When Ron Barnes was a high school student at Cranston East, he marched in the Gaspee Day Parade as a member of the band. Since then, he has marched in the parade almost every year as a member of the Pawtuxet Rangers, a militia group that was chartered in 1774 “to protect the thriving seaport of Pawtuxet, and at various times throughout the Revolutionary War manned the fort on Pawtuxet Neck, a function vital to the defense of both Pawtuxet and Providence.”
For the past 18 years Barnes, currently a Johnston resident, has been the commander of the Rangers and this year will be the grand marshal for the Gaspee Days Parade, Saturday, June 11.
“At first I was really speechless and then I said absolutely I would do it,” said Barnes. “It's a big year I couldn’t say no.”
Barnes, a Johnston resident, joins the ranks of those who led the parade including gold medal Olympian Sara DeCosta, media personalities including Walter “Salty” Brine and Channel 10 Anchorman Gene Valicenti and philanthropists like Alan Shawn Feinstein.
Since joining the Rangers 35 years ago, Barnes has only missed the parade three times, twice to attend his sons’ high school graduations and once because he had chicken pox.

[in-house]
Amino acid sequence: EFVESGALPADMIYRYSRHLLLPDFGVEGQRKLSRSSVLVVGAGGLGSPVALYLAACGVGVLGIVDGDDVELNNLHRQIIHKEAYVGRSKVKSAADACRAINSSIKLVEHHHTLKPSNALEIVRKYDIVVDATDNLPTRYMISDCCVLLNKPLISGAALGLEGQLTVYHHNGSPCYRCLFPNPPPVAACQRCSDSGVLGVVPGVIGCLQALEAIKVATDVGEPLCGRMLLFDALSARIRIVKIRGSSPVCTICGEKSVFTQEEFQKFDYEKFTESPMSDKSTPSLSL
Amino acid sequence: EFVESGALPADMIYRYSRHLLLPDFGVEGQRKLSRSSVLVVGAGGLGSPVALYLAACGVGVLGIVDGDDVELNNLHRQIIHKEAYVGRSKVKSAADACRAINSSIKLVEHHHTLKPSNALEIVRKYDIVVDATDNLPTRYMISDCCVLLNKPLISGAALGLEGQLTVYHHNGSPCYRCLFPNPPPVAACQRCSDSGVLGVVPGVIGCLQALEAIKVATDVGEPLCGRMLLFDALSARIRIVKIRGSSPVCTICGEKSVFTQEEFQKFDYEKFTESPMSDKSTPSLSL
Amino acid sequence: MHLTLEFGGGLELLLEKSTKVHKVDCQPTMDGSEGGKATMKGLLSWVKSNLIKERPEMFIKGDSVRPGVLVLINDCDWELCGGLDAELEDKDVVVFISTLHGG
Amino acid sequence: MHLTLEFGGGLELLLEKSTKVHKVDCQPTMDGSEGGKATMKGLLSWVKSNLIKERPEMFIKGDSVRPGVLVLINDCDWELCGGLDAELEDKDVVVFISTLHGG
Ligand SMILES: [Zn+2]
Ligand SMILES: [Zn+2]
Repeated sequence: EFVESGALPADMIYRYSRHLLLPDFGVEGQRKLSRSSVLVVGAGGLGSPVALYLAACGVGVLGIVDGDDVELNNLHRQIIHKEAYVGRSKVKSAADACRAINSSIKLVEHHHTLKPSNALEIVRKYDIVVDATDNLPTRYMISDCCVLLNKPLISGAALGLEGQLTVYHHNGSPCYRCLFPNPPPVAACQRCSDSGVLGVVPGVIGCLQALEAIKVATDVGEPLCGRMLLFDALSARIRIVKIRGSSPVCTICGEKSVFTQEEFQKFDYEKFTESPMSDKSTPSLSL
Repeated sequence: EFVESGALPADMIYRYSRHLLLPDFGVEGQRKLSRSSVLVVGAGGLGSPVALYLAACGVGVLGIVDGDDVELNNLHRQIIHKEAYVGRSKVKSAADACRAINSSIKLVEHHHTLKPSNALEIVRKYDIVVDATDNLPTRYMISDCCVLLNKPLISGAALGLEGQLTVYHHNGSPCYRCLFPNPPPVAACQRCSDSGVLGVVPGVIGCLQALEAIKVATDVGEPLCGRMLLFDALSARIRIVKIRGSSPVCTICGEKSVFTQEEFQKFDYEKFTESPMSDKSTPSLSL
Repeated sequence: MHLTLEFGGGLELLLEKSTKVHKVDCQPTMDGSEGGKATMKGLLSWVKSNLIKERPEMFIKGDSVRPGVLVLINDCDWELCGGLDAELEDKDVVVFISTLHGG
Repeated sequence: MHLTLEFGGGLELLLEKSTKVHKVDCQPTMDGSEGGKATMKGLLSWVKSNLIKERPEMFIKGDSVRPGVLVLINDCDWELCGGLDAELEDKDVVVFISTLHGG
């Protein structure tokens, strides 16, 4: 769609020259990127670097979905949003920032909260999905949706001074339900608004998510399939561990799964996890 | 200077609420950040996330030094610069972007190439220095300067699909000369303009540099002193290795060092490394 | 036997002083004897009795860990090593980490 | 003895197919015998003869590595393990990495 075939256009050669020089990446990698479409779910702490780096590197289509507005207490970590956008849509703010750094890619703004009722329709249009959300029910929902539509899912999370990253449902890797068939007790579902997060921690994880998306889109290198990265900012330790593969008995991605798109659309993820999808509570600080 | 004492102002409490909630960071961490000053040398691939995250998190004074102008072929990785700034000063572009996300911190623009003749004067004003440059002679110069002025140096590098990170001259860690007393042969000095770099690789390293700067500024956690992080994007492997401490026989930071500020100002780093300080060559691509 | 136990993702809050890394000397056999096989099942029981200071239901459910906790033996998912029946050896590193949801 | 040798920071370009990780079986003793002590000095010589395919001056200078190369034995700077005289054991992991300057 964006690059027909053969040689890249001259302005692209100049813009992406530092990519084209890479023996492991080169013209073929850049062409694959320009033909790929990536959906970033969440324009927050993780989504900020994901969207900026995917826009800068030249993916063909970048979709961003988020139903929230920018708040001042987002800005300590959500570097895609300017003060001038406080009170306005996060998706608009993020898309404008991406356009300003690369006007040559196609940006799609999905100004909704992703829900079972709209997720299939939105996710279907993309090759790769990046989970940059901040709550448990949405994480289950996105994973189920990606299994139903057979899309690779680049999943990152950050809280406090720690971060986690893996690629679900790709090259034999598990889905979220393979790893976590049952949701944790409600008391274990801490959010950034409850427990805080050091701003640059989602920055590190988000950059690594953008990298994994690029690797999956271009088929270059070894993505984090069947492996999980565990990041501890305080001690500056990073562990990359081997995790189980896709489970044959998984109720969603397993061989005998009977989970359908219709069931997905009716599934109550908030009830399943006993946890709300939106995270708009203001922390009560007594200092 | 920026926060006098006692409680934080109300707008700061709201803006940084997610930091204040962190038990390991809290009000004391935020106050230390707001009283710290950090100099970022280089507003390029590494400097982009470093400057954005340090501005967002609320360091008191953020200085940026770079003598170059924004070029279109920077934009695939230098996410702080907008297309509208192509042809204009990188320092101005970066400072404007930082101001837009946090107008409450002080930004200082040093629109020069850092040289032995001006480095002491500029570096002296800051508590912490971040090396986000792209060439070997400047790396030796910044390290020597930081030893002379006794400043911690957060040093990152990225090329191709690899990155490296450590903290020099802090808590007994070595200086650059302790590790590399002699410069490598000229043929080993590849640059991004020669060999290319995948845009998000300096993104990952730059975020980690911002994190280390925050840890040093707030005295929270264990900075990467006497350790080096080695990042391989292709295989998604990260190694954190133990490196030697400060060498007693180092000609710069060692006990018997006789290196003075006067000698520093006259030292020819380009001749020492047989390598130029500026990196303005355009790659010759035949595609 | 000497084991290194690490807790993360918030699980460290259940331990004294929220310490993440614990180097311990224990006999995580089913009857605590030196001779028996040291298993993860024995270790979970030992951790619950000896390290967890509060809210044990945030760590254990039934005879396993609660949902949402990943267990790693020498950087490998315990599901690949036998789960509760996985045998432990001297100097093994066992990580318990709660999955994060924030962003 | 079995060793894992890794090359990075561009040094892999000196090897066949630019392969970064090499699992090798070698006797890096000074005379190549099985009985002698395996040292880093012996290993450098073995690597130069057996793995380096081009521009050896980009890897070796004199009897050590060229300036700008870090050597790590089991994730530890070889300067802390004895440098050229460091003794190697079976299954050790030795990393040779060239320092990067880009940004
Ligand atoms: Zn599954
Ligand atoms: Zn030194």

“Marching down the parkway with however many thousands of people watching the parade… is a sense of pride. The Rangers represent Pawtuxet Village,” said Barnes.
Barnes, who has a passion for history, said that one of the things he likes most about the parade is that it sticks to its colonial roots.
“The Gaspee Days Committee always makes sure the tradition of colonials is a big focus of the parade,” said Barnes. “They really remember the roots of the parade.”
Tina Bingham, Chair of the parade chose Barnes as marshal because he has been involved for many years, in fact she remembered when he assumed command of the Rangers in 2004.
“He seemed like a good choice and a good fit,” she said.
In 2020 when the parade was canceled due to the covid-19 pandemic Barnes said that the Rangers wearing masks visited the Gaspee Point overlook, the cemetery in Pawtuxet Village, and Trinity Church for abbreviated ceremonies at each location which was broadcast on Facebook.
“We observed it in our own private way,” said Barnes.
When the Rangers marched last year in the parade Barnes said it was special.
“‘I think a lot of us got the chills marching down the Parkway,” said Barnes.
This being the 250th anniversary of the burning promises to be even more special.
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